Disappointments Galore

 

Although this is my 4th MacCompanion article on WWDC, it is actually my 12th time in attendance.  Sadly, I have watched this conference slowly degrade with time.  In years past, WWDC would offer great parties, wonderful food, so many giveaways and t-shirts that you needed to pack an extra suitcase.  Today, it has been reduced to a mere shadow of its former self.  And WWDC '09 was perhaps the conference's historic low.

 

Simply put, WWDC '09 was filled with disappointments.  Some of these disappointments were not Apple's fault.  For example, last minute excitement generated a rumor that Steve Jobs might make an appearance at the keynote address.  Of course he did not.  A liver transplant is major surgery, and there would be no way he would have been there.  However, no one at the time knew about this surgery, so unbridled enthusiasm reigned.

 

Other disappointments were due entirely to the scaling back of the conference amenities.  In WWDC's past, one could get by with evening WWDC snacks for dinner.  Three years ago, one could dine at Apple's expense each of the four evening of the conference: Monday was the WWDC Welcome Reception, Tuesday there was pizza and the like before the Design Awards and Stump the Experts, Wednesday had more snacks during the Scientific Poster Session and encore sessions, and of course Thursday was the Apple Party.  In 2007 & 2008, they double-upped the Scientific Poster Session onto Tuesday, making Wednesday an event free night.  This year, they killed off both the Scientific Poster Session an the long-running WWDC Welcome Reception.  Plus they removed all the food options Tuesday night.  The only evening meal this year was at the Apple Party on Thursday night.

 

Not that the lunches were any great prize.  I never thought that the lunches could get worse, but I was wrong.  This year, they got rid of soda during lunch.  Three liquid options: canned sweetened ice tea, canned lemonade, and water.  No Coke, no diet soda, nothing.  (Although some diet soda showed up in mid-afternoon sessions.)  And the lunches themselves were these tasteless wrap options.  For the first time, I skipped the Apple lunches and ate out.  (It seemed too degrading to eat terrible food while nearby San Francisco restaurants offered some of the finest cuisine in the world.

 

 

The crowds were also pretty bad this year.  Being another sold out conference, I had prepared myself for the lines being just as bad as last year.  What I hadn't prepared for was that it was going to be worse this year!  Due to the insistence of the San Francisco Fire Marshall, this year's attendance numbers could not appreciably different from WWDC '08 (even with Apple time-sharing its engineers better).  However, crowding was worsened by Apple's decision to run sessions 7 at a time, instead of 8 at a time as it had in the last several years.  The SOMA conference room was disbanded, and so each remaining session could expect to see an (average) increase of 15% in audience size.  Each presentation session saw long lines of people queueing up.

 

 

The Apple Party ... well, it was okay I guess.  It was the best food of the week, but of course that was not saying much.  The sushi was of course the best, but how excited could I be lining up at the hot dog bar, or queueing to eat some unremarkable pasta?  The band was Cake [ http://en.wikipedia.org/wiki/CAKE ].  So I am uncool if I admit I've never heard of them?  Yawn.  After last year's fantastic appearance of the Bare Naked Ladies, I guess it would have taken a lot to impress me.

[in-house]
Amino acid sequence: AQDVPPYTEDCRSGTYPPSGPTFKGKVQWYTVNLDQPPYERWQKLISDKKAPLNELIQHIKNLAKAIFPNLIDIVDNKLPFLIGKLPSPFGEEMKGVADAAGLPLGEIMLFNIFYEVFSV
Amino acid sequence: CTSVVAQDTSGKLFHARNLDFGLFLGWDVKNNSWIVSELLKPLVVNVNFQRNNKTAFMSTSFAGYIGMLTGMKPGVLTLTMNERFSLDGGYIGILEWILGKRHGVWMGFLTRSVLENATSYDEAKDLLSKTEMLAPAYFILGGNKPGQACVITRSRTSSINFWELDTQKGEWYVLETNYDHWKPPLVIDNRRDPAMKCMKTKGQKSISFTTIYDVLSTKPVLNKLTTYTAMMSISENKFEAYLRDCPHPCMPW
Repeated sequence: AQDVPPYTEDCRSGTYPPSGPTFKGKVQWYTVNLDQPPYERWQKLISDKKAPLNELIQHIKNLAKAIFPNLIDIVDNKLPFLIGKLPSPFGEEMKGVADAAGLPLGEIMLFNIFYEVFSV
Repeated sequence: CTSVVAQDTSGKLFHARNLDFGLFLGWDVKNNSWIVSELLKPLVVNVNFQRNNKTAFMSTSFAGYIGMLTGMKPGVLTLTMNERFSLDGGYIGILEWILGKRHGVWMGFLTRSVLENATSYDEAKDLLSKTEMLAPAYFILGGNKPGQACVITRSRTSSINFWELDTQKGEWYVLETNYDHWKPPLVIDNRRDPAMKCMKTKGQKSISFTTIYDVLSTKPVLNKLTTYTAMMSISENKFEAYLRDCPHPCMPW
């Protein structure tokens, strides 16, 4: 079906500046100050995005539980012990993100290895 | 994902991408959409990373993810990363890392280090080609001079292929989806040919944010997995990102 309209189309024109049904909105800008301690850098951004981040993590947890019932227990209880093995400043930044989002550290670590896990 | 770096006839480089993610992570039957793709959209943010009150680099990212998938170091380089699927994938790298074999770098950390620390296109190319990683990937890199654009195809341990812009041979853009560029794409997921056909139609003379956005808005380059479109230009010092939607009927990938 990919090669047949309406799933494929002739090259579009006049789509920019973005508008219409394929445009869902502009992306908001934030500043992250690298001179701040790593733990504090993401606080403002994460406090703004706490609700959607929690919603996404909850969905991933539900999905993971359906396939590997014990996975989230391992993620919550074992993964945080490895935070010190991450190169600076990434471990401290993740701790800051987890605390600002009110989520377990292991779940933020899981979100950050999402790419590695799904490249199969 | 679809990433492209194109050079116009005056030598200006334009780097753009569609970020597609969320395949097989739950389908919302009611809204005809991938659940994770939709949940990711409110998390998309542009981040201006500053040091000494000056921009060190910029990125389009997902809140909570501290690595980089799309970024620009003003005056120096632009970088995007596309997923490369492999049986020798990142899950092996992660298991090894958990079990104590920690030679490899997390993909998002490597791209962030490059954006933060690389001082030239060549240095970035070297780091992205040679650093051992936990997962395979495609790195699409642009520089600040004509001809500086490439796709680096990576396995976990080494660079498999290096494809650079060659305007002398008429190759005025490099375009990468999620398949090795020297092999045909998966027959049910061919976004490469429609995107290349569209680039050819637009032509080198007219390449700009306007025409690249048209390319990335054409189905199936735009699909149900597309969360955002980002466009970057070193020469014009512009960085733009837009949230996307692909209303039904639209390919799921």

Bright Spots

 

The high point of the conference was certainly Tuesday night, with the double booking of the Apple Design Awards and Stump the Experts. ADA is always interesting, in which the best of the best Macintosh and iPhone applications get to be shown off.  There was no single remarkable moment as there was last year (when John Geleynse stole the show playing Slow Hand on Guitar Hero III), but it was fun nonetheless.  However, this year's crowd was so great, even the large Presidio auditorium could not hold everyone, so many of us had to watch the Design Awards in an overflow room.

 

But the best of that night (and of the entire conference) was Stump.  Host Fred Huxham was in fine form that night, as usual.  However, it was co-host Mark Harlan who really shined this year.  In the past, Mark has sometimes upstaged Fred a little too much, distracting from the event, but at Stump '09 Mark was absolutely superb.  I couldn't get enough of him, he was great.  His interaction with the audience was absolutely amazing, and his comedic timing was perfect.

 

The best point came with an audience question, "What was the worst Mac?", causing almost the entire expert assemblage to circle and argue over what would be the right answer.  Even a half hour into the discussion, you could see the experts still hotly debating their points.  Mark described the question as a "social denial of service attack".

 

This was perhaps the best Stump I had ever seen.

 

 

Another very amusing event at this year's conference took place Monday morning while we were all in line waiting to get into the keynote.  As we waited outside, jet-lagged and irritated, a horse drawn carriage filled with scantily clad girls advertising iPorn.com pulled up to us.  These half naked girls (in 55 degree weather, mind you) came out to show their ... uh ... wares.  Most of us had a pretty good laugh about it (since most of us were males), and the girls were very friendly to us Mac developers.